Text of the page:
Ok so this is my first time trying this out. I have been reading a lot of the threads and it is obviously clear that many, many questions need to be asked before making a descision about a supplier for a kit home/logs.
My husband and I are contemplating building a log home for our first home. Please let me know what questions we should be asking to make sure we get all the information required from the companies before we make a decision?
Did you go through the process and wish you asked a certain question? what are common things they don't want to offer up unless we ask?
thanks for all your advice.
Hi Bill. Not quite local but go through there every now and then. sounds good. thanks. let me know the details. cheers
Your question is very broad. Answers are too long for a reasonably short post. I'd advise doing what you're doing - read lots on the internet. There is a lot of good advice out there. There are several good books to help as well. Seek out people who have already been through the process, see their houses and talk to them; you can learn a lot there and most are enthusiastic to help. It is a very confusing industry. Each log home company has a different angle on materials, design, construction methods and what's included in the kit. Then there's the whole challenge of finding someone to build your home. I'd be happy to have a chat with you if you'd like to send me a message. My house is 90% complete in VT, so I'm right in the thick of it.
It is very important to do research on the companies that your looking at. Make sure it is a reliable company and they have been in business for several years. There are several start-up companies out there that buy second logs. Buy Quality!! Also, most companies sell a standard package. Compare apples to apples and research what is in the package. Some have window and doors, some don't. Some have framing materials, some don't. Let me know if you need help, I have been around log home sales for many years and will be glad to answer your questions.
I used to sell and build log kits, but since energy is now a part of the Building Codes, I push DIY from logs. 10" and 12" logs from one of three places that do log dowels and/or swedish cope on the dowels. One each in Montana, Utah, and Colorado. Personally I prefer short log style (Piece 'en Piece), because I can still put everything in place by myself -except ridge and purlins. It is a verion of post and beam that is over three hundred years old, from France, and still works well for DIY'ers.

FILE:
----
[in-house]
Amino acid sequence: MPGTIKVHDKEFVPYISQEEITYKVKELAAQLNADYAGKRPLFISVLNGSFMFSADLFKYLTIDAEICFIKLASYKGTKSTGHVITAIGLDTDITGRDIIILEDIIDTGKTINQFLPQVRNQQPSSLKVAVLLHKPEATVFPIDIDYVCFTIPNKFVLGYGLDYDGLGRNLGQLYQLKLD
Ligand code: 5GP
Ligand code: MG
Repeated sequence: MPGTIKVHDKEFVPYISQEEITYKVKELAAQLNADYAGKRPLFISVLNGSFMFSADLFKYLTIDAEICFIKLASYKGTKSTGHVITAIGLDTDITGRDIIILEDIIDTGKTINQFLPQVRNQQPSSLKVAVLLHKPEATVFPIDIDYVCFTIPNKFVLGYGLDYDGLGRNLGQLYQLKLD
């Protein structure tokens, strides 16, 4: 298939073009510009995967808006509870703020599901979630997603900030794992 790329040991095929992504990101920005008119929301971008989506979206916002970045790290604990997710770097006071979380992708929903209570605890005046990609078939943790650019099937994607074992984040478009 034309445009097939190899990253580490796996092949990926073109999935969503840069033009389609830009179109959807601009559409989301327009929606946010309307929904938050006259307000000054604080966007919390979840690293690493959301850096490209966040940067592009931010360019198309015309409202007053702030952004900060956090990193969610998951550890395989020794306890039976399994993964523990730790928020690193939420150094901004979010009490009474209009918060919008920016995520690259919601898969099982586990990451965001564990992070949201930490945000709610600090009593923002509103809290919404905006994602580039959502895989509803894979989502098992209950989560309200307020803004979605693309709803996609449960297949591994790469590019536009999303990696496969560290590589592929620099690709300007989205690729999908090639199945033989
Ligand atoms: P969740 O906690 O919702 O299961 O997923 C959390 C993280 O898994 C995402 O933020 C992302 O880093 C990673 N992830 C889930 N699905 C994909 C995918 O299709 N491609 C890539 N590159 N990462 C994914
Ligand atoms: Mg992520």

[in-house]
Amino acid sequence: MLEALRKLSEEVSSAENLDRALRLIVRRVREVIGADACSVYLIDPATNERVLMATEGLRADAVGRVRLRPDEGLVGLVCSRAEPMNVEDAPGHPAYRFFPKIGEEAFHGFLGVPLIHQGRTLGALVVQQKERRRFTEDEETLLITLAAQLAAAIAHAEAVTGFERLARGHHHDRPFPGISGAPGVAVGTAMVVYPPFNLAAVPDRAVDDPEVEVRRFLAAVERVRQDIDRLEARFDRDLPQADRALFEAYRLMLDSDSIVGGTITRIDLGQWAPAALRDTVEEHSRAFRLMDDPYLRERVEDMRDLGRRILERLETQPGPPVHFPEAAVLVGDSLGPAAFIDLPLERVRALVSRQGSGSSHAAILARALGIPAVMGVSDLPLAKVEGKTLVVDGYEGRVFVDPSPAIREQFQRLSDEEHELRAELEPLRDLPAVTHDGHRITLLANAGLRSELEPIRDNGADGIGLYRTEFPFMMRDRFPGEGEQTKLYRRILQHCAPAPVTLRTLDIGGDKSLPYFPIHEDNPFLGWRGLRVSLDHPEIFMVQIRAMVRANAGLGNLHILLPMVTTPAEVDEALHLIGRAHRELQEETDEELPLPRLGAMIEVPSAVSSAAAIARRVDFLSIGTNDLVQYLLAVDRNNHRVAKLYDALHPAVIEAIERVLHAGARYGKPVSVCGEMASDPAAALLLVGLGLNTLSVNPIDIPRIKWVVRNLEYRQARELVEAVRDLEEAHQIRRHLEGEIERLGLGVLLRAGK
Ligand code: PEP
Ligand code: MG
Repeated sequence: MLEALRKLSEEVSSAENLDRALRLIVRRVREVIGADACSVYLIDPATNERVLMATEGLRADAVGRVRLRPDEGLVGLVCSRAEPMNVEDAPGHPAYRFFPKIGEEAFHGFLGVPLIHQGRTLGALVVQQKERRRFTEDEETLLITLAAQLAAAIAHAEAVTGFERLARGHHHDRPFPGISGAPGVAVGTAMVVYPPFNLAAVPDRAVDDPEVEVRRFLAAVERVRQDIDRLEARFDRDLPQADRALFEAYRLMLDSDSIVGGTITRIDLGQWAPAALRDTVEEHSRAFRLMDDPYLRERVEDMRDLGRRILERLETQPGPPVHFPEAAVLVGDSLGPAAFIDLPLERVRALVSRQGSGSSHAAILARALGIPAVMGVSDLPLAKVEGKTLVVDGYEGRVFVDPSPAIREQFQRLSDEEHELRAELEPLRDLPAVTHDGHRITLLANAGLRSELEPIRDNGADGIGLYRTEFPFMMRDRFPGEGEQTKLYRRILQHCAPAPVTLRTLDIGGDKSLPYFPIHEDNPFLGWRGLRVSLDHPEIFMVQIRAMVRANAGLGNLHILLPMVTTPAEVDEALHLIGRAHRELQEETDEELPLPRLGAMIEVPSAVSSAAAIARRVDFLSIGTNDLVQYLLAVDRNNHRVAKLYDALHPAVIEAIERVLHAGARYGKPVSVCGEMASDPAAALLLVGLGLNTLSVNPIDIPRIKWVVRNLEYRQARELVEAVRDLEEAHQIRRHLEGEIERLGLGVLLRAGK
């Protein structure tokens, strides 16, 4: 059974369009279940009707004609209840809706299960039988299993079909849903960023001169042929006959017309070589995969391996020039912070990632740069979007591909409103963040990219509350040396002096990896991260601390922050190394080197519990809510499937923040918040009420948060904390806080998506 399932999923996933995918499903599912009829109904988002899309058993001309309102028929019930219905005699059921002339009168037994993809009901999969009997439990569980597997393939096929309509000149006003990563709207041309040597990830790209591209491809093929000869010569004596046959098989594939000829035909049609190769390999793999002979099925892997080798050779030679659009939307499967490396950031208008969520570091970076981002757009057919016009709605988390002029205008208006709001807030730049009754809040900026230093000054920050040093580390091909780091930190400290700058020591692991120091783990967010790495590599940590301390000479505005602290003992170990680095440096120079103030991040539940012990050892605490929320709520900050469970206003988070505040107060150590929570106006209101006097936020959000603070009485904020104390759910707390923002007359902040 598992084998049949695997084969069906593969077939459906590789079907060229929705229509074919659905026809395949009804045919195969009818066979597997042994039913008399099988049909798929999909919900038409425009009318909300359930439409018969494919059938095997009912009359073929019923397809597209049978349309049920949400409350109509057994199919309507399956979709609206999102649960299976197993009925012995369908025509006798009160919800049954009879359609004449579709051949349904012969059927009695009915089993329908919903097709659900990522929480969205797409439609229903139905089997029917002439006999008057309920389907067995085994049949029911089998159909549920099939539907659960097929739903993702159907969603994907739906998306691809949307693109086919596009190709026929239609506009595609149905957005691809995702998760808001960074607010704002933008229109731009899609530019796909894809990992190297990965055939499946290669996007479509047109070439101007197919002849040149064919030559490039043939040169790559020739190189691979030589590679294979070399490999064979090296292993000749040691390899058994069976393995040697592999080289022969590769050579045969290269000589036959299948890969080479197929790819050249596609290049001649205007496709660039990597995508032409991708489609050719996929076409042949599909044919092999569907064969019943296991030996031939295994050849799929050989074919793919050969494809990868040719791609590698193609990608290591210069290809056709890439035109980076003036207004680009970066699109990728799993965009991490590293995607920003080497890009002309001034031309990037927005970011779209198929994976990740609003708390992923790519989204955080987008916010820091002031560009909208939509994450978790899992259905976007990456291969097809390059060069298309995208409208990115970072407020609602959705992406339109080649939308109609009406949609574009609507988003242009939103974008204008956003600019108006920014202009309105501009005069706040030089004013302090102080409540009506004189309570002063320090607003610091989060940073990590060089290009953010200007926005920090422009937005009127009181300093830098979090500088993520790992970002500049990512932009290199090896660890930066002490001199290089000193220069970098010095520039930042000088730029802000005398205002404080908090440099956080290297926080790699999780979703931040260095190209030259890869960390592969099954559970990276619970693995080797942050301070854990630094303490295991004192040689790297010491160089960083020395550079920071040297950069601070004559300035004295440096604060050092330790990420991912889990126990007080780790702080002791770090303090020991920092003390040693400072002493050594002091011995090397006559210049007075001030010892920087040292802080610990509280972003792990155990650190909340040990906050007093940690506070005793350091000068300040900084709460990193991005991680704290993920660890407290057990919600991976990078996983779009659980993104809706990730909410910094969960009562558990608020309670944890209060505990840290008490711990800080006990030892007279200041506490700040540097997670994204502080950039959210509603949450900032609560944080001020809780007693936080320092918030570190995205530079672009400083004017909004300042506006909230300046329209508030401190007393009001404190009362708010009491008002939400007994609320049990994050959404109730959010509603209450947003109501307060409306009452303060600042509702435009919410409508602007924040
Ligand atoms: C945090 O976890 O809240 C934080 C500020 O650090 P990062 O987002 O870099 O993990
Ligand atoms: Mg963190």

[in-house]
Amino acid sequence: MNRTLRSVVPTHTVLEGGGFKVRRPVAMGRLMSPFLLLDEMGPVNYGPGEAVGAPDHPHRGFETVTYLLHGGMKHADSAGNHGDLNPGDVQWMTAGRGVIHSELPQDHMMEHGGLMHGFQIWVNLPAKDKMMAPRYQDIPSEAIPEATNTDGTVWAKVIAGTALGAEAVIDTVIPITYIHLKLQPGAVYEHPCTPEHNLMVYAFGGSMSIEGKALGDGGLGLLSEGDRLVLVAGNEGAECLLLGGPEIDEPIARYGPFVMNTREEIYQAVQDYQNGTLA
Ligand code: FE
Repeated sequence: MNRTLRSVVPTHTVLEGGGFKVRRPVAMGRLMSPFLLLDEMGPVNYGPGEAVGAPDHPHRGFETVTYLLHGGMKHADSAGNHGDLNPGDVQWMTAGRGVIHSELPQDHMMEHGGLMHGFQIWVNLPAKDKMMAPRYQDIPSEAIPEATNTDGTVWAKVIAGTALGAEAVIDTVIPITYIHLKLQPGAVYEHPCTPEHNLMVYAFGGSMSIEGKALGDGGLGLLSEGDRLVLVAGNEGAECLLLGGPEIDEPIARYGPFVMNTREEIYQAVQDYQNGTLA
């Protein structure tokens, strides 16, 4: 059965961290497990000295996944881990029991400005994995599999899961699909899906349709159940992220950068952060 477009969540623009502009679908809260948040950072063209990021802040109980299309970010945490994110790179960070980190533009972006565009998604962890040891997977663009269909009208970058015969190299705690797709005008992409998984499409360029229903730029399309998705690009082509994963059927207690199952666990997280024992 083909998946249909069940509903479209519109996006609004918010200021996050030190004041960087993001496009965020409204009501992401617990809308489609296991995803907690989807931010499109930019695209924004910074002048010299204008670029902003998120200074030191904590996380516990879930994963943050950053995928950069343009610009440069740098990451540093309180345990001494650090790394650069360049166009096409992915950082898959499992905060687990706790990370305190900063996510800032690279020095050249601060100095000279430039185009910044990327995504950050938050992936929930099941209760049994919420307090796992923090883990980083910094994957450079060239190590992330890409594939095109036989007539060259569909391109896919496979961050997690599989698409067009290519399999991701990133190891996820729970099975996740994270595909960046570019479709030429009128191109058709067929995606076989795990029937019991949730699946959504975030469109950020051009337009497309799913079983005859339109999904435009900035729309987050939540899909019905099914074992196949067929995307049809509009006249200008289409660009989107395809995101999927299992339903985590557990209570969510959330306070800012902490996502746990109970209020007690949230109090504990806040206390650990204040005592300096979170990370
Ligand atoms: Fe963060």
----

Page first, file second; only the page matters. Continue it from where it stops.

Most kits, today, are still 6" and 8" and don't meet ICC Codes. If you still want to try one - only go for the ones that sell the floor box and complete roofs, with their walls. Windows and doors are best purchased locally, along with 2x4, 2x6, and other lumber. Do it this way and you can afford an interior designer to really make it pow your critics. I do my own designs and have clients get them Ok'd by a Structural Engineer ('cause they have to do the foundation, anyway) and most Building Inspectors can relate and even help. Angled walls are a current trend, so I did a two pod Hogan that makes kits look primitive.
Wolf Country Log Homes
Here's paper from the Log Home & Timber Frame Council regarding the ICC Codes and how it affects log homes. In some cases, logs less than 10" and 12" will pass code.
Thanks, but I already have the ICC400 info. If you re -read page 22, you'll see that that stack joint width would have to be so wide (to meet the formula) that a 50% increase in stack rounds would be required. Normal 6" and 8" kits have stack joints of 2 1/2" to 3" (vary) and to meet energy codes, would need to be over 4.75". When you cut the log down in height to achieve Reschek standards, your stack height is about the same (4 3/4" to 5"). Just go with the 10" mass and be warm in winter and quit trying to keep the kit guys in business. I've never been able to make one of those 'cases'.
Yep - we have stack joints over 4.75" and structures that meet the ICC400 code and we don't use 10" thick logs. There are options - just making sure folks know about them.
Well, now we have given folks an opportunity to think, because of our little discussion, I'll bet they are going to make the best choice they can. I vote for the least number of rounds for the least cost and the maximum mass. I just love the idea that half of my 12" log (6") is giving heat off to the inside of my home all night.
And for those of us in the south - we like our full thickness 6" or 8" square logs logs (11" tall for least number of courses and maximum mass) keeping the heat out and the cool in! I'm all for choices.
Oops, my bad. I forget some folks still do Appalachian style cabins. I'm an old mountain man (Rockies) and we do rounds of round logs. At -30 in the winter and huge snow loads - big -matters. They do a great job of keeping the summer night temps , all day, too. So, one of us will suit the folks who originally asked the question. Y'all have a great day......pilgrim.